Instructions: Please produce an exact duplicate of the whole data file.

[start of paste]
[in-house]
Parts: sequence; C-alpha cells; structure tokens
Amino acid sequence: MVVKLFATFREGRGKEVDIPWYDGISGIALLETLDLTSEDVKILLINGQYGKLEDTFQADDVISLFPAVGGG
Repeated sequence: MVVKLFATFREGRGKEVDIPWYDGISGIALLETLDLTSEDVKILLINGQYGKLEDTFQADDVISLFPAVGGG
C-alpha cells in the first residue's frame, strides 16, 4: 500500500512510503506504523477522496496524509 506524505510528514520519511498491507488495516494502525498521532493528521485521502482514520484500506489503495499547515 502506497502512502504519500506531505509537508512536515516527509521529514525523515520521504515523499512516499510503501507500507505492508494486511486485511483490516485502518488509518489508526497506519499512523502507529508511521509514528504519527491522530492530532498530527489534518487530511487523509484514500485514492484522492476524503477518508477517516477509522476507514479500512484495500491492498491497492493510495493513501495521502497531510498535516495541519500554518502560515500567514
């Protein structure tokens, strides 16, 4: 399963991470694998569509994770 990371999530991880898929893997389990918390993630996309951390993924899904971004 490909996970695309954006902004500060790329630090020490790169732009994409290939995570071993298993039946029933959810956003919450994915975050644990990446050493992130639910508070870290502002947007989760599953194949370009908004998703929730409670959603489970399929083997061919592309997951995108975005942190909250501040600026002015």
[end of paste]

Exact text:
[in-house]
Parts: sequence; C-alpha cells; structure tokens
Amino acid sequence: MVVKLFATFREGRGKEVDIPWYDGISGIALLETLDLTSEDVKILLINGQYGKLEDTFQADDVISLFPAVGGG
Repeated sequence: MVVKLFATFREGRGKEVDIPWYDGISGIALLETLDLTSEDVKILLINGQYGKLEDTFQADDVISLFPAVGGG
C-alpha cells in the first residue's frame, strides 16, 4: 500500500512510503506504523477522496496524509 506524505510528514520519511498491507488495516494502525498521532493528521485521502482514520484500506489503495499547515 502506497502512502504519500506531505509537508512536515516527509521529514525523515520521504515523499512516499510503501507500507505492508494486511486485511483490516485502518488509518489508526497506519499512523502507529508511521509514528504519527491522530492530532498530527489534518487530511487523509484514500485514492484522492476524503477518508477517516477509522476507514479500512484495500491492498491497492493510495493513501495521502497531510498535516495541519500554518502560515500567514
């Protein structure tokens, strides 16, 4: 399963991470694998569509994770 990371999530991880898929893997389990918390993630996309951390993924899904971004 490909996970695309954006902004500060790329630090020490790169732009994409290939995570071993298993039946029933959810956003919450994915975050644990990446050493992130639910508070870290502002947007989760599953194949370009908004998703929730409670959603489970399929083997061919592309997951995108975005942190909250501040600026002015």